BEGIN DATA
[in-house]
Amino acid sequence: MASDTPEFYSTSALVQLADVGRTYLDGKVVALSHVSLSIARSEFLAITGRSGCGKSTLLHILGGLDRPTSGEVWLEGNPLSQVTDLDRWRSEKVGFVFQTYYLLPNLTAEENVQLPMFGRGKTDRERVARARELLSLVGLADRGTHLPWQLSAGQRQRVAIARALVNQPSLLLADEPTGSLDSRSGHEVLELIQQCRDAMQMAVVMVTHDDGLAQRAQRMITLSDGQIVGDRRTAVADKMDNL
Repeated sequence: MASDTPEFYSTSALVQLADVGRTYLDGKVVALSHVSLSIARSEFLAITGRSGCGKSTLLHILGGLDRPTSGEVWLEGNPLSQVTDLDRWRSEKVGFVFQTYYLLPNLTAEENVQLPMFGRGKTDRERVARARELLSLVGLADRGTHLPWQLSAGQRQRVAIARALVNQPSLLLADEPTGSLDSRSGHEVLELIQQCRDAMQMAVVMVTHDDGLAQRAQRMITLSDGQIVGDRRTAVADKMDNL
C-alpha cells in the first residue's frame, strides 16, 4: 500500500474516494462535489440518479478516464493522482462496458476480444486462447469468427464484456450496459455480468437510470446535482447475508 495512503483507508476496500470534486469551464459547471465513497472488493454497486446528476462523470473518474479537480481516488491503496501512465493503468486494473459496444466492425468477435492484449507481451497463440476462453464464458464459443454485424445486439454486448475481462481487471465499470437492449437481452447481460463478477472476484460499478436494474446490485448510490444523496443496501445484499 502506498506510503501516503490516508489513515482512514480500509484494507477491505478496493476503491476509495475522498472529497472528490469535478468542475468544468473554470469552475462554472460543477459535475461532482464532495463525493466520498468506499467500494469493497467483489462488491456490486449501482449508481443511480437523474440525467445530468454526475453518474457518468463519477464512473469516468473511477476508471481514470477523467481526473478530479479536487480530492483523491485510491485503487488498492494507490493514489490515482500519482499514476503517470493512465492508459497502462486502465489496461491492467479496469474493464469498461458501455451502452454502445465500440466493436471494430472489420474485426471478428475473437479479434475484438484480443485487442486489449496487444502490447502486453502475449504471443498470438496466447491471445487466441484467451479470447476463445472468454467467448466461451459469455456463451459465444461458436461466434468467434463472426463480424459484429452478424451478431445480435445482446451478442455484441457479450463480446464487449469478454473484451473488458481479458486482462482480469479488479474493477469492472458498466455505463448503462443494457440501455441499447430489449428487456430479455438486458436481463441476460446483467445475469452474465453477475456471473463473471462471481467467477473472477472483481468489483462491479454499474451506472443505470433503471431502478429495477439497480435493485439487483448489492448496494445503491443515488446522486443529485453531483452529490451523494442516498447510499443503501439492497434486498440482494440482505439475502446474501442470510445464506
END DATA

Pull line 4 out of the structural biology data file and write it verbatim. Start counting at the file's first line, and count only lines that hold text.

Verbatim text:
C-alpha cells in the first residue's frame, strides 16, 4: 500500500474516494462535489440518479478516464493522482462496458476480444486462447469468427464484456450496459455480468437510470446535482447475508 495512503483507508476496500470534486469551464459547471465513497472488493454497486446528476462523470473518474479537480481516488491503496501512465493503468486494473459496444466492425468477435492484449507481451497463440476462453464464458464459443454485424445486439454486448475481462481487471465499470437492449437481452447481460463478477472476484460499478436494474446490485448510490444523496443496501445484499 502506498506510503501516503490516508489513515482512514480500509484494507477491505478496493476503491476509495475522498472529497472528490469535478468542475468544468473554470469552475462554472460543477459535475461532482464532495463525493466520498468506499467500494469493497467483489462488491456490486449501482449508481443511480437523474440525467445530468454526475453518474457518468463519477464512473469516468473511477476508471481514470477523467481526473478530479479536487480530492483523491485510491485503487488498492494507490493514489490515482500519482499514476503517470493512465492508459497502462486502465489496461491492467479496469474493464469498461458501455451502452454502445465500440466493436471494430472489420474485426471478428475473437479479434475484438484480443485487442486489449496487444502490447502486453502475449504471443498470438496466447491471445487466441484467451479470447476463445472468454467467448466461451459469455456463451459465444461458436461466434468467434463472426463480424459484429452478424451478431445480435445482446451478442455484441457479450463480446464487449469478454473484451473488458481479458486482462482480469479488479474493477469492472458498466455505463448503462443494457440501455441499447430489449428487456430479455438486458436481463441476460446483467445475469452474465453477475456471473463473471462471481467467477473472477472483481468489483462491479454499474451506472443505470433503471431502478429495477439497480435493485439487483448489492448496494445503491443515488446522486443529485453531483452529490451523494442516498447510499443503501439492497434486498440482494440482505439475502446474501442470510445464506